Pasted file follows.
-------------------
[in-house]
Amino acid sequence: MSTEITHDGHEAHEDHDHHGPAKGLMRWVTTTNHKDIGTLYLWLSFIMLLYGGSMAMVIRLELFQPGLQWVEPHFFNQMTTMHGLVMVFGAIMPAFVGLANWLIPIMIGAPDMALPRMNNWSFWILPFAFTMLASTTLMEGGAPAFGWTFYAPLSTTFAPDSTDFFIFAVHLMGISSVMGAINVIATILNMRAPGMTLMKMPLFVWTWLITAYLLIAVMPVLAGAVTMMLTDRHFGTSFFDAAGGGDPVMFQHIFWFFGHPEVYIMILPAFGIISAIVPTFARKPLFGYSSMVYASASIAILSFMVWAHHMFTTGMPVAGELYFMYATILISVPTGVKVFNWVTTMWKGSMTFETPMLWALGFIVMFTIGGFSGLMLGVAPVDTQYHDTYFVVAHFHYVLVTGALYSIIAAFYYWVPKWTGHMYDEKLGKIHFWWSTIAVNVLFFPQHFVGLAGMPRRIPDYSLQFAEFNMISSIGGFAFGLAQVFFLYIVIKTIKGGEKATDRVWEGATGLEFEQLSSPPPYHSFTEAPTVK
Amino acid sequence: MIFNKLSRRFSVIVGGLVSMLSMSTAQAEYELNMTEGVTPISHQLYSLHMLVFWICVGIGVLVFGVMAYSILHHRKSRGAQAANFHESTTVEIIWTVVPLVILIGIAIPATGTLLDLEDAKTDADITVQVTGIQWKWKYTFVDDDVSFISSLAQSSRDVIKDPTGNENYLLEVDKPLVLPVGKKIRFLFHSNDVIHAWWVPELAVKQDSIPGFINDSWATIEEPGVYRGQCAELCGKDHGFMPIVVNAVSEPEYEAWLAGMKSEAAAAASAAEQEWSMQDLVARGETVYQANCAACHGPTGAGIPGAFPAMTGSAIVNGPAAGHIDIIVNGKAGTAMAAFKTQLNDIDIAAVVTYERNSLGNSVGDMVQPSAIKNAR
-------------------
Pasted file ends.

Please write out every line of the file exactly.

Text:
[in-house]
Amino acid sequence: MSTEITHDGHEAHEDHDHHGPAKGLMRWVTTTNHKDIGTLYLWLSFIMLLYGGSMAMVIRLELFQPGLQWVEPHFFNQMTTMHGLVMVFGAIMPAFVGLANWLIPIMIGAPDMALPRMNNWSFWILPFAFTMLASTTLMEGGAPAFGWTFYAPLSTTFAPDSTDFFIFAVHLMGISSVMGAINVIATILNMRAPGMTLMKMPLFVWTWLITAYLLIAVMPVLAGAVTMMLTDRHFGTSFFDAAGGGDPVMFQHIFWFFGHPEVYIMILPAFGIISAIVPTFARKPLFGYSSMVYASASIAILSFMVWAHHMFTTGMPVAGELYFMYATILISVPTGVKVFNWVTTMWKGSMTFETPMLWALGFIVMFTIGGFSGLMLGVAPVDTQYHDTYFVVAHFHYVLVTGALYSIIAAFYYWVPKWTGHMYDEKLGKIHFWWSTIAVNVLFFPQHFVGLAGMPRRIPDYSLQFAEFNMISSIGGFAFGLAQVFFLYIVIKTIKGGEKATDRVWEGATGLEFEQLSSPPPYHSFTEAPTVK
Amino acid sequence: MIFNKLSRRFSVIVGGLVSMLSMSTAQAEYELNMTEGVTPISHQLYSLHMLVFWICVGIGVLVFGVMAYSILHHRKSRGAQAANFHESTTVEIIWTVVPLVILIGIAIPATGTLLDLEDAKTDADITVQVTGIQWKWKYTFVDDDVSFISSLAQSSRDVIKDPTGNENYLLEVDKPLVLPVGKKIRFLFHSNDVIHAWWVPELAVKQDSIPGFINDSWATIEEPGVYRGQCAELCGKDHGFMPIVVNAVSEPEYEAWLAGMKSEAAAAASAAEQEWSMQDLVARGETVYQANCAACHGPTGAGIPGAFPAMTGSAIVNGPAAGHIDIIVNGKAGTAMAAFKTQLNDIDIAAVVTYERNSLGNSVGDMVQPSAIKNAR